The Veterans Court likewise could have, if it needed to, taken judicial notice of VA procedures found in manuals existing at the VA prior to the appeal. Johnson v. Shinseki, 23 Vet. App. 344, 351 (2010); cf. Marsh, 19 Vet. App. at 386-87 (VA regulations relevant to establish VA procedure). Those procedures are not always set forth in published form, Johnson, 23 Vet. App. at 351; Smith v. Shinseki, 24 Vet. App. 40, 46 (2010), and, indeed, prior opinions of the Veterans Court have faulted the government for not filing affidavits of VA personnel to support an argument on the regularity of practice, Posey v. Shinseki, 23 Vet. App. 406, 410 (2010) (“At no time has the Secretary produced, or offered to produce, affidavits of VA personnel to support his argument that simply noting on an internal document that a Board decision was remailed on a particular date plausibly demonstrates the actual date the Board decision was re-mailed, nor did he file any attachments with his brief demonstrating an established policy for the re-mailing of Board decisions.”); see Chabebe v. Shinseki, No. 09-0114, 2010 WL 3230804 (Vet. App. Aug. 16, 2010) (“The foundation of any presumption of regularity is a showing, by affidavit or otherwise, what the regular procedure may be.”).

As with jurisdictional matters, evidence regarding regularity is not used to adjudicate the merits of a claim. Such evidence is only used to establish whether a presumption of regularity attaches. The affidavits in this circumstance were properly used to establish that presumption, not to establish the fact that Kyhn had been notified. In the limited circumstance where a VA procedure needs to be established, I believe that the Veterans Court can take judicial notice of VA procedures based on affidavits provided by the VA that are not subject to reasonable dispute.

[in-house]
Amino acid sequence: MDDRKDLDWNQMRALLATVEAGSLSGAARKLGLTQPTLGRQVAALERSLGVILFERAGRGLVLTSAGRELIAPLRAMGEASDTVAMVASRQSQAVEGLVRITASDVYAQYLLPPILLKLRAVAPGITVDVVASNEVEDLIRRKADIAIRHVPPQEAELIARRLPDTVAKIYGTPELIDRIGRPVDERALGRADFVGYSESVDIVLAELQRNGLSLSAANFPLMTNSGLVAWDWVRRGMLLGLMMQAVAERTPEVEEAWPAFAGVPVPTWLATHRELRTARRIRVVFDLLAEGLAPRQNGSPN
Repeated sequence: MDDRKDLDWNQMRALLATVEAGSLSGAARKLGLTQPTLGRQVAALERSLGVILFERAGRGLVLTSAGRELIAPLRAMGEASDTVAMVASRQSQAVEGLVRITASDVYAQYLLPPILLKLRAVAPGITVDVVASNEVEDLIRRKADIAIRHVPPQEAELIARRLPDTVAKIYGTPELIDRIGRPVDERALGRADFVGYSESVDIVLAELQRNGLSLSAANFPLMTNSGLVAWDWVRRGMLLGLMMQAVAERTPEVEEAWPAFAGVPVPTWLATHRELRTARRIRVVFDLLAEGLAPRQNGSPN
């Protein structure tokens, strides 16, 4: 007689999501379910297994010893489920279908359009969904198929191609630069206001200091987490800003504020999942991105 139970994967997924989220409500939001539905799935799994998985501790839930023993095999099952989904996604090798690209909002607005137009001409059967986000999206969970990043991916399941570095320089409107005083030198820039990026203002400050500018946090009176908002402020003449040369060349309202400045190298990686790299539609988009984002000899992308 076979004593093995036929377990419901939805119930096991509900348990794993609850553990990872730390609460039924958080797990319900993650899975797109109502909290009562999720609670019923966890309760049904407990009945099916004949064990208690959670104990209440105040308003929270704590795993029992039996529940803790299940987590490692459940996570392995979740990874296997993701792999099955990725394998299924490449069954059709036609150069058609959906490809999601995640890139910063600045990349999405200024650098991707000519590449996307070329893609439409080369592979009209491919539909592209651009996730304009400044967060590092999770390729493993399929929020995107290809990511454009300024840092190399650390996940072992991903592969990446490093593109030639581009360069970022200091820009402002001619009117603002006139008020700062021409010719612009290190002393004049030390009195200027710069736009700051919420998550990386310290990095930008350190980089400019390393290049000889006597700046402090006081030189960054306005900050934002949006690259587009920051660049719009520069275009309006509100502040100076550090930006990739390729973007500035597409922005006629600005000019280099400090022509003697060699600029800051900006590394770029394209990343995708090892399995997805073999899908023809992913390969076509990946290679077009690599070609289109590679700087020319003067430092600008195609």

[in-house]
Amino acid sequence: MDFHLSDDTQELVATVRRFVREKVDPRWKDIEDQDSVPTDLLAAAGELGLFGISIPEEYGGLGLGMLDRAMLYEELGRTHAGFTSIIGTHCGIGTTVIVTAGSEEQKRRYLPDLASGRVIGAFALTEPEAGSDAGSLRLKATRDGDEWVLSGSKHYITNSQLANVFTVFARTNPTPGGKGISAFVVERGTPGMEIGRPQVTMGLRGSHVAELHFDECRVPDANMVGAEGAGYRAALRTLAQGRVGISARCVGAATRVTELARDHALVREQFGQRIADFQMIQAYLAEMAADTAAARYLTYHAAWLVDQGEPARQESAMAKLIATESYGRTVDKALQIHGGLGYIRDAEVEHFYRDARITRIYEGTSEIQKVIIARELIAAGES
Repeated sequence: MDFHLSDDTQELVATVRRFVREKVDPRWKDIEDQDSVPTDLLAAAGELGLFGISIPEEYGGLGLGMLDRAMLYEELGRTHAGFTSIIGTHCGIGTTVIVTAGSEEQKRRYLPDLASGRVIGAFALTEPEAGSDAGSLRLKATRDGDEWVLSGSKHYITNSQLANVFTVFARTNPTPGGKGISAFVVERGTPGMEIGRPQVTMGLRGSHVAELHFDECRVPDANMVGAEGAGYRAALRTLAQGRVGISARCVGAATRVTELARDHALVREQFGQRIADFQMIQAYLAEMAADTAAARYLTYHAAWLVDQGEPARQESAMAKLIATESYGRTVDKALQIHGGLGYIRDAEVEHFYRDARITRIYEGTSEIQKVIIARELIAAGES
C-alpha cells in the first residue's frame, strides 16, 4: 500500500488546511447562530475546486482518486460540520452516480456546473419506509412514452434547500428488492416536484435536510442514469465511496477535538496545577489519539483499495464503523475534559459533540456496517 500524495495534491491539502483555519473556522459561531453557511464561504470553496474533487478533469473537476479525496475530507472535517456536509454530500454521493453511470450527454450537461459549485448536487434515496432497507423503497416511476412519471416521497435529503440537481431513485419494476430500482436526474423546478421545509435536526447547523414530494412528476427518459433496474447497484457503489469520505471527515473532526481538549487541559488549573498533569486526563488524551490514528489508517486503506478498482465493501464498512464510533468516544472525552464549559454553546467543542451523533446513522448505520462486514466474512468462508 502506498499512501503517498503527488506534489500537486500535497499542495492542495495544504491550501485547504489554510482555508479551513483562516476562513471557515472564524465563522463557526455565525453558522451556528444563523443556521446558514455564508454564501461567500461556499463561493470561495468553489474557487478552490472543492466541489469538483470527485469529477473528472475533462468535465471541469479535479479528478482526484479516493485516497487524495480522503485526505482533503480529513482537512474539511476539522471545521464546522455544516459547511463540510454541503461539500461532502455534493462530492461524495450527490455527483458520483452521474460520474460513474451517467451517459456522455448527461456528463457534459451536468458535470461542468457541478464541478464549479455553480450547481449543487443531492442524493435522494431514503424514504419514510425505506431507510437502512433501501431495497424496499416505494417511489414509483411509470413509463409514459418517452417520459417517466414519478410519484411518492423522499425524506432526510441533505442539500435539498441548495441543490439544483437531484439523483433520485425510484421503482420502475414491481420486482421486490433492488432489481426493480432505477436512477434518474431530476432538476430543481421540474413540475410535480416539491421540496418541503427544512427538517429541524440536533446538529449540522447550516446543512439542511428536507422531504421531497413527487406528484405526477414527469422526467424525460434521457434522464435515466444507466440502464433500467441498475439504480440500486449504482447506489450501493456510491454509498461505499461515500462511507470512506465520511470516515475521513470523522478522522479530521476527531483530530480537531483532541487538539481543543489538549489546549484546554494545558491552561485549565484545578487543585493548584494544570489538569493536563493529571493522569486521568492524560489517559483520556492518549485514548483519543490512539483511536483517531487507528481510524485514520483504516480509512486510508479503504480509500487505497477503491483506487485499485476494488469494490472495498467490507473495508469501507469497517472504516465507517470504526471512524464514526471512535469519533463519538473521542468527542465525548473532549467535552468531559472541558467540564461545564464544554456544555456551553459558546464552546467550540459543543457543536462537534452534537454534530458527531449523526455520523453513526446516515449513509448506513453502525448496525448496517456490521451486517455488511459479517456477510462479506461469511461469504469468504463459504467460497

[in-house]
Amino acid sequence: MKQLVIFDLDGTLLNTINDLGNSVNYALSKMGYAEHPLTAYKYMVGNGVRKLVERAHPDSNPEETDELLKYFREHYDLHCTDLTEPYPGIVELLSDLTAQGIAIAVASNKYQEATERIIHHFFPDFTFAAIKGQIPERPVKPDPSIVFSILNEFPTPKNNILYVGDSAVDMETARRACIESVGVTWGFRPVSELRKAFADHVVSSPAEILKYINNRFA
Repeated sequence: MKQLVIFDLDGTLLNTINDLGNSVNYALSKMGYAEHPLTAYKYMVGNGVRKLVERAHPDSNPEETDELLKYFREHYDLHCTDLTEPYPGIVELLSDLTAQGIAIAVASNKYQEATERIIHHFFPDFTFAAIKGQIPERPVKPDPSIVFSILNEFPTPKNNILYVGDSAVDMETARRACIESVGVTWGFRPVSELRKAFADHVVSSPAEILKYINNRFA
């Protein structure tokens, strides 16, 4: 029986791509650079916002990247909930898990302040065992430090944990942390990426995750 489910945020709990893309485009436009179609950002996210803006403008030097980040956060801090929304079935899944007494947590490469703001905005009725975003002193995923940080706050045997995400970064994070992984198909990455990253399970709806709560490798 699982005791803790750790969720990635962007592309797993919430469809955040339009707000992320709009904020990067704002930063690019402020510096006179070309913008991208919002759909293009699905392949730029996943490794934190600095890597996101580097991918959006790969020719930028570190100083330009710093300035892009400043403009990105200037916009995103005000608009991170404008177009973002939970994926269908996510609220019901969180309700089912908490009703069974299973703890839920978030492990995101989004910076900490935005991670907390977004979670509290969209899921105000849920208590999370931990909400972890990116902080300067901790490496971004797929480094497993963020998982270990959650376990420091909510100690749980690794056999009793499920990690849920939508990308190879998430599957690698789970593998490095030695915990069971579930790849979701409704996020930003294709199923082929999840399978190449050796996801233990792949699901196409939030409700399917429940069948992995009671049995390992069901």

The majority relies on apparent inconsistencies in the affidavits to argue that the Veterans Court cannot take judicial notice of their contents. Majority Op. at 7 n.5 These arguments were not raised by Kyhn before the Veterans Court. Indeed, Kyhn, in moving for reconsideration, did not challenge the substance of those affidavits, only the procedure by which they were considered. Regardless, the alleged inconsistencies, such as whether the letter is generated and addressed automatically or manually and the number of days before mailing, are not controlling. Such a level of granularity is not significant. In this instance, the fact that the affidavits consistently note that a letter is generated, addressed according to the address on file, and then subsequently mailed is sufficient to establish the existence of the procedure.

Second, section 7261(c) is irrelevant here because there was no finding of fact by the Board that the Veterans Court reviewed de novo. The issue of the regular procedure of the VA only became relevant in response to a defense raised by Kyhn on appeal in the Veterans Court. Because it had not been raised below, the Board had no opportunity to engage in any findings of fact under § 7261(c) that could be subject to review by the Veterans Court.